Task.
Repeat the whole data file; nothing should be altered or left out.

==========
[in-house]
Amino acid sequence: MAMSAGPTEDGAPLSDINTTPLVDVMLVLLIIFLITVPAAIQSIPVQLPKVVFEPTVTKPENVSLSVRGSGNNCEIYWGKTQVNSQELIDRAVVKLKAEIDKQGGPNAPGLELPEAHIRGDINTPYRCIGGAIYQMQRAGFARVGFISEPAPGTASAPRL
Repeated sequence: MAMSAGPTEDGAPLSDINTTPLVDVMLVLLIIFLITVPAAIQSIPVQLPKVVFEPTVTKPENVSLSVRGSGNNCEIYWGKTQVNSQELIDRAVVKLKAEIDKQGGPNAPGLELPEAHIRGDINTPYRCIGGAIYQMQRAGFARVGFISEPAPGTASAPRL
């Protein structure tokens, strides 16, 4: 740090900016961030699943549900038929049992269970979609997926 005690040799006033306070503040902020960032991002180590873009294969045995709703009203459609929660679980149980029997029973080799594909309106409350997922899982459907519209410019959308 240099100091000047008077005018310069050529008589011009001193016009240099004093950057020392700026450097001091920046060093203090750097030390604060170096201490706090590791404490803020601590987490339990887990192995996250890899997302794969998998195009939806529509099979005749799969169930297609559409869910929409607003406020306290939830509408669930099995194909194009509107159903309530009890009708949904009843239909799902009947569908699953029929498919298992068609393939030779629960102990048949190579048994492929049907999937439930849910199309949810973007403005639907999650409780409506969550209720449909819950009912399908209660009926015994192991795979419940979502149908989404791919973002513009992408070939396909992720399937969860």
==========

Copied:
[in-house]
Amino acid sequence: MAMSAGPTEDGAPLSDINTTPLVDVMLVLLIIFLITVPAAIQSIPVQLPKVVFEPTVTKPENVSLSVRGSGNNCEIYWGKTQVNSQELIDRAVVKLKAEIDKQGGPNAPGLELPEAHIRGDINTPYRCIGGAIYQMQRAGFARVGFISEPAPGTASAPRL
Repeated sequence: MAMSAGPTEDGAPLSDINTTPLVDVMLVLLIIFLITVPAAIQSIPVQLPKVVFEPTVTKPENVSLSVRGSGNNCEIYWGKTQVNSQELIDRAVVKLKAEIDKQGGPNAPGLELPEAHIRGDINTPYRCIGGAIYQMQRAGFARVGFISEPAPGTASAPRL
């Protein structure tokens, strides 16, 4: 740090900016961030699943549900038929049992269970979609997926 005690040799006033306070503040902020960032991002180590873009294969045995709703009203459609929660679980149980029997029973080799594909309106409350997922899982459907519209410019959308 240099100091000047008077005018310069050529008589011009001193016009240099004093950057020392700026450097001091920046060093203090750097030390604060170096201490706090590791404490803020601590987490339990887990192995996250890899997302794969998998195009939806529509099979005749799969169930297609559409869910929409607003406020306290939830509408669930099995194909194009509107159903309530009890009708949904009843239909799902009947569908699953029929498919298992068609393939030779629960102990048949190579048994492929049907999937439930849910199309949810973007403005639907999650409780409506969550209720449909819950009912399908209660009926015994192991795979419940979502149908989404791919973002513009992408070939396909992720399937969860």